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June 17, 2008


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For my entire childhood, I referred to the main knob on the TV as the "onvol."

omg, Green Stamps. To some extent my mother's grocery-shopping life revolved around getting those. And then we kids had to lick the stupid things and paste them in the books.

re: scare quotes. I guess I disagree about the quotation marks around "chips"; those seem ok to me, given the context. I think the use of the term was so new that it still warranted some danger!-possible-confusion-ahead markings. This was well before PCs, of course, and even before (if I remember right) everyone had calculators.

What I love is the elaborate instructions for how to turn the volume knob. And the "warm up" aspect of the TV -- 30 seconds to get that thing humming! Dang.

@Mike: I also think the quotes around "chips" are OK, and for the reason you cite. To the average TV owner in 1966, a chip was something you ate while *watching* TV. Silicon was just one more thing to memorize on the periodic table of elements.

In 2001 S&H Green Stamps became S&H Green Points; instead of getting stamps, you could swipe a magnetized card. Here's a link to an NPR story that called the company "a 105-year-old dot-com startup": http://tinyurl.com/4nzq7u

Aha! Maybe I can blame early 60s product manuals for my father's addiction to scare quotes. Why, any minute now I expect an email from him thanking us for our "hospitality" during their recent "visit."

Thanks so much for this article. I must admit that I'm a "scare quoter" -- as you can plainly see from this sentence! I will try to reform....

Here's a joke (for people who can remember gift coupons) that was told to me by an elementary school kid (my godson) in the early '80s (do the math for an appreciation of how impossible it was for him to understand the joke he was telling):

As Jesus carried the cross from station to station, he bent lower and lower under the weight. Finally he was bent so low that a pack of Old Golds fell out of his breast pocket, and the centurion guarding him picked it up.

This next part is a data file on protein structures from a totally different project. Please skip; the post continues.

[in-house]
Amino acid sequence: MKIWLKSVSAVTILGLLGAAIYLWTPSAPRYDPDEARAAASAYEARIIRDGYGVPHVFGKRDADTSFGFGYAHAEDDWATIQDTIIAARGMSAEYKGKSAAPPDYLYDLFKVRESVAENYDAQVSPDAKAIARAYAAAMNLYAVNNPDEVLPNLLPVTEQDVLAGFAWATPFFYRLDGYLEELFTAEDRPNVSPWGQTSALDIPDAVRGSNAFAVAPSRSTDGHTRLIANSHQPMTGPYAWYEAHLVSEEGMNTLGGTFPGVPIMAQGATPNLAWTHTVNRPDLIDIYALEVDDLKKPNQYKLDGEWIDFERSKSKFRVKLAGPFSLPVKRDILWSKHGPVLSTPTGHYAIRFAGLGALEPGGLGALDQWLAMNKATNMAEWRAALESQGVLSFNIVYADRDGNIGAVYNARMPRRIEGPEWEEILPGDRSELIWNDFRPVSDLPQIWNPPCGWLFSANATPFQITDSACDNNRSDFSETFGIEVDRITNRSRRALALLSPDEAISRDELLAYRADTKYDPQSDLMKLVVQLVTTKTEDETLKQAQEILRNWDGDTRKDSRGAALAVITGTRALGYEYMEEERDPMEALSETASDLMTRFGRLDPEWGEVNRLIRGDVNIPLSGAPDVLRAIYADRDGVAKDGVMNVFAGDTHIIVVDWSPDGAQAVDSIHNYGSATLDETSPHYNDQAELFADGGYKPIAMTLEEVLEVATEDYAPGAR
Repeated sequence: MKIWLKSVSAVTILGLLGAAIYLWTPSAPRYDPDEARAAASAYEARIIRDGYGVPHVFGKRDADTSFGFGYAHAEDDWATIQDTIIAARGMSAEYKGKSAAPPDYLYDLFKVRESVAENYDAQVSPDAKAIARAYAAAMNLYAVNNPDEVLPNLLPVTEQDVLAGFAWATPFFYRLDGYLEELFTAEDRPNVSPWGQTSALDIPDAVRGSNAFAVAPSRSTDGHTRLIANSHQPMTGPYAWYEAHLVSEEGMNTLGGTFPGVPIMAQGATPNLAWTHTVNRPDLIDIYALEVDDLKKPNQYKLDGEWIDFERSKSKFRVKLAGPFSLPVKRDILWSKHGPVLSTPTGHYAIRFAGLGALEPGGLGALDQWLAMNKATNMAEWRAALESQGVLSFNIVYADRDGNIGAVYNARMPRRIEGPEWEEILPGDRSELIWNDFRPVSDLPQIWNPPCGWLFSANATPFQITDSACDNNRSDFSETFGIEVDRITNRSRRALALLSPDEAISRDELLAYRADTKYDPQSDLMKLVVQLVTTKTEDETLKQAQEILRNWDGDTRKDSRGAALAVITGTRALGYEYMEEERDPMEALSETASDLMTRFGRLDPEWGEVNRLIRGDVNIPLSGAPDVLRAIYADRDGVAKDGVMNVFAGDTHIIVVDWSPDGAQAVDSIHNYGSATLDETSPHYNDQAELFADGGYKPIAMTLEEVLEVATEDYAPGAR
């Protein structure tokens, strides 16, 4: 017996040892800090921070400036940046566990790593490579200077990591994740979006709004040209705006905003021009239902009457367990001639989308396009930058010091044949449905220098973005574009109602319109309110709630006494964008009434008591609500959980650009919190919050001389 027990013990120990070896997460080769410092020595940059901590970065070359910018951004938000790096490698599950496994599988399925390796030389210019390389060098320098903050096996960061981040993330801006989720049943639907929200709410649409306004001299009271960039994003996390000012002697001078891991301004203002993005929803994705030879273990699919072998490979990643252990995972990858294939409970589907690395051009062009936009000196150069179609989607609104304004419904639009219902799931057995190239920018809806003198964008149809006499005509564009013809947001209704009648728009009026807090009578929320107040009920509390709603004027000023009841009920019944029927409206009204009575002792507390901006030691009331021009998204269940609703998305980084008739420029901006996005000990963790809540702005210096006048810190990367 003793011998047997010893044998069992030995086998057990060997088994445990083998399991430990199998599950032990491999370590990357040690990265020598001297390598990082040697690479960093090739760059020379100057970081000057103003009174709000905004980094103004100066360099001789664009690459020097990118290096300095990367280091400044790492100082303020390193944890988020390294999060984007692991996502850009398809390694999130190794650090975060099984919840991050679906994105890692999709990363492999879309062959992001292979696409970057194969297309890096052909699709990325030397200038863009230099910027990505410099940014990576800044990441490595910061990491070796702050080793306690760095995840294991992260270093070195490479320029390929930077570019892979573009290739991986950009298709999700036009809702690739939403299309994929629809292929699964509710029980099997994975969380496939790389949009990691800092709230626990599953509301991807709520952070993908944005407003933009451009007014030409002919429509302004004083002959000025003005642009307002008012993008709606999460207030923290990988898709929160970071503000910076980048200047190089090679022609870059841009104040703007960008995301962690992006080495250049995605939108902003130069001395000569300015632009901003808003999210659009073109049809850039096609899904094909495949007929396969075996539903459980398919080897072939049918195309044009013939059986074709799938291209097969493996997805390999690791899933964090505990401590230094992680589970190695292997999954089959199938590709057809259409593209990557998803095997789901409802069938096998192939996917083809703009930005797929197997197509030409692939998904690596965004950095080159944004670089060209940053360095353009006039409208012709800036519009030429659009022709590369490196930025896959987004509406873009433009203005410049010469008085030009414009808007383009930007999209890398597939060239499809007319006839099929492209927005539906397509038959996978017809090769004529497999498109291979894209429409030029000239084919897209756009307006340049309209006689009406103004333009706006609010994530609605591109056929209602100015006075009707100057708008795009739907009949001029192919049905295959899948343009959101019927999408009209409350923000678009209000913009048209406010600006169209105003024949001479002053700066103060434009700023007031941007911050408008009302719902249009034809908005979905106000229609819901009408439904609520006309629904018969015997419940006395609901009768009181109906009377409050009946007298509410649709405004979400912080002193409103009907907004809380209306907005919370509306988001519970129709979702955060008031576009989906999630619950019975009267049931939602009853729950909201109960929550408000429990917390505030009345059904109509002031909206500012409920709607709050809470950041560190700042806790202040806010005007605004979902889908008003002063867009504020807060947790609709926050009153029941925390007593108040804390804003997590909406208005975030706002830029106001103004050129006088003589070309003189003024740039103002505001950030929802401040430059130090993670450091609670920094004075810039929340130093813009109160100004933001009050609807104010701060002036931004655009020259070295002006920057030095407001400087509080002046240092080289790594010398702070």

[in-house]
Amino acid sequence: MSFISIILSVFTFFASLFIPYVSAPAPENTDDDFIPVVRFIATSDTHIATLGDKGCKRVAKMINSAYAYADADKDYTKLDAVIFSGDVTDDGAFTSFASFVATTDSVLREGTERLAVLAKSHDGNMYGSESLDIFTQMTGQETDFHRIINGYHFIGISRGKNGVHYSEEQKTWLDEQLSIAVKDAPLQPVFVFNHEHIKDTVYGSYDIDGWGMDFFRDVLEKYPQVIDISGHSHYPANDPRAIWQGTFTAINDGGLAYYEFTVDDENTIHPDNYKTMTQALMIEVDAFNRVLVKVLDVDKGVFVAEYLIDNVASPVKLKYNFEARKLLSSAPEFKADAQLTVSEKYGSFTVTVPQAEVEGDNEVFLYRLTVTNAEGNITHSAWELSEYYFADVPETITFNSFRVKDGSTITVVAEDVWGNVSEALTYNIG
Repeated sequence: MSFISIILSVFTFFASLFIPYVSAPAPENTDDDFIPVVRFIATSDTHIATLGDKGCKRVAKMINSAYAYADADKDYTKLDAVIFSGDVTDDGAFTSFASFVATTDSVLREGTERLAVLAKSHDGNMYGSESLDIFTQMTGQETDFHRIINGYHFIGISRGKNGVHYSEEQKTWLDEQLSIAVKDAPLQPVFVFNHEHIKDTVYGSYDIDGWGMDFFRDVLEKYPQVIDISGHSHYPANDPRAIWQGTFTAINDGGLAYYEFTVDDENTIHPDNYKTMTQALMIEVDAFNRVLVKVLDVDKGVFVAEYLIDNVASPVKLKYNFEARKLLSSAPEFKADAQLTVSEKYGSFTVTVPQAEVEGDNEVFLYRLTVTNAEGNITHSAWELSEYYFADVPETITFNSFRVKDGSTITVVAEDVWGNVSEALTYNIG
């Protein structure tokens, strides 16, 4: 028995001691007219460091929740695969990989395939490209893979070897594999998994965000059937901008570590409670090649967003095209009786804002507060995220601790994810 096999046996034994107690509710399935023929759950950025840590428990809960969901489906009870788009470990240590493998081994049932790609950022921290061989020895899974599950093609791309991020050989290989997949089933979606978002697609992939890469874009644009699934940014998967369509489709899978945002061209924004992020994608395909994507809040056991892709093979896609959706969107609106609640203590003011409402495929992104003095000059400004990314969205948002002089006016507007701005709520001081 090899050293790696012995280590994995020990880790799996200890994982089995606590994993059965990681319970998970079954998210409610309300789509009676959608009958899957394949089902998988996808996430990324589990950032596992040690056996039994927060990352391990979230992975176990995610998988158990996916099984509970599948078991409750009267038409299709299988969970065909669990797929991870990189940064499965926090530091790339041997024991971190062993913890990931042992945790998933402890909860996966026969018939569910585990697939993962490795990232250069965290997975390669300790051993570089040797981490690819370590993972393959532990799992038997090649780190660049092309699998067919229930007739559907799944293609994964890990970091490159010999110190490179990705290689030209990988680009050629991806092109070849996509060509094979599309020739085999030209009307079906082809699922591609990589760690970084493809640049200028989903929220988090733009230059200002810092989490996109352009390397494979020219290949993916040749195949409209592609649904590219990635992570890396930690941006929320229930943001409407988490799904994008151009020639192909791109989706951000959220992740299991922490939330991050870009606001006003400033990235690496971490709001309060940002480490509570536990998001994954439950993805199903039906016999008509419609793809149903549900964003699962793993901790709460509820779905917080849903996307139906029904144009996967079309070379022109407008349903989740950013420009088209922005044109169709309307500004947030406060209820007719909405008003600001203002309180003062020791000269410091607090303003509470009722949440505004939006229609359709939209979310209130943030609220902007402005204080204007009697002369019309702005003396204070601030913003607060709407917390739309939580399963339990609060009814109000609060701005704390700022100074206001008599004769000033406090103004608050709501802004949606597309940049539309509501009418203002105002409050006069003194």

"You smoke Old Golds?" the centurion asked.

"Of course," Jesus replied. "How do you think I got this lovely cross?"

As to the scare quotes problem, I agree with others here that their usage in many (okay, not all) of the cases you cite, like the chips, signaled a recent coinage the reader may not have been familiar with and wasn't superfluous in time-context. I used them a year ago, when I "back-formed" (I could stop right now, there's another perfect example) a verb for "referendum". In my city a bunch of people have banded together to fight our corrupt council, and we're forced to pass referendum petitions to voters to get their decisions put on the ballot to be sustained or vetoed. You can't keep saying "circulate a referendum", so what IS the verb for that (it comes from "refer", of course, for "referring an ordinance to the electorate", but if you're gonna use it a lot you need something more concise.) I didn't know, and people have perforce tried lots of coinages as we've emailed back and forth. In one email, I wrote: "I guess we're gonna have to 'referend' the term-limits vote too." It has a similar function to "sic": it showed I knew I was using a word that wasn't standard.


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